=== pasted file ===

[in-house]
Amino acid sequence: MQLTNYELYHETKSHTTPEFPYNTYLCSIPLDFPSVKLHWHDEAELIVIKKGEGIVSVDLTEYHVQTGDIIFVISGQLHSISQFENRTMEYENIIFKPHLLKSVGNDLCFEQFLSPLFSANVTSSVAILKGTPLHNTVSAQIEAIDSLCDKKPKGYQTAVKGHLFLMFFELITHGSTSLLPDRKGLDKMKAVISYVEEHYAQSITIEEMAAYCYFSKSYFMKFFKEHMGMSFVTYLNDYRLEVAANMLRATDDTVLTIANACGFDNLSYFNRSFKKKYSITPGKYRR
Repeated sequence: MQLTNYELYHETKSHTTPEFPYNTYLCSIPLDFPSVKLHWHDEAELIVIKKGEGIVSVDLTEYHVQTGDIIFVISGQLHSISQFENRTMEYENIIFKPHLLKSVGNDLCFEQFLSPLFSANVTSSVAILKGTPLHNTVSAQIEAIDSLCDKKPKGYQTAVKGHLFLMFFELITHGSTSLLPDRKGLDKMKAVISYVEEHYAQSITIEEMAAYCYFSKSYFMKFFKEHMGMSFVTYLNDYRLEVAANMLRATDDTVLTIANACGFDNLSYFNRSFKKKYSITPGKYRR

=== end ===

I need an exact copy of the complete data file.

[in-house]
Amino acid sequence: MQLTNYELYHETKSHTTPEFPYNTYLCSIPLDFPSVKLHWHDEAELIVIKKGEGIVSVDLTEYHVQTGDIIFVISGQLHSISQFENRTMEYENIIFKPHLLKSVGNDLCFEQFLSPLFSANVTSSVAILKGTPLHNTVSAQIEAIDSLCDKKPKGYQTAVKGHLFLMFFELITHGSTSLLPDRKGLDKMKAVISYVEEHYAQSITIEEMAAYCYFSKSYFMKFFKEHMGMSFVTYLNDYRLEVAANMLRATDDTVLTIANACGFDNLSYFNRSFKKKYSITPGKYRR
Repeated sequence: MQLTNYELYHETKSHTTPEFPYNTYLCSIPLDFPSVKLHWHDEAELIVIKKGEGIVSVDLTEYHVQTGDIIFVISGQLHSISQFENRTMEYENIIFKPHLLKSVGNDLCFEQFLSPLFSANVTSSVAILKGTPLHNTVSAQIEAIDSLCDKKPKGYQTAVKGHLFLMFFELITHGSTSLLPDRKGLDKMKAVISYVEEHYAQSITIEEMAAYCYFSKSYFMKFFKEHMGMSFVTYLNDYRLEVAANMLRATDDTVLTIANACGFDNLSYFNRSFKKKYSITPGKYRR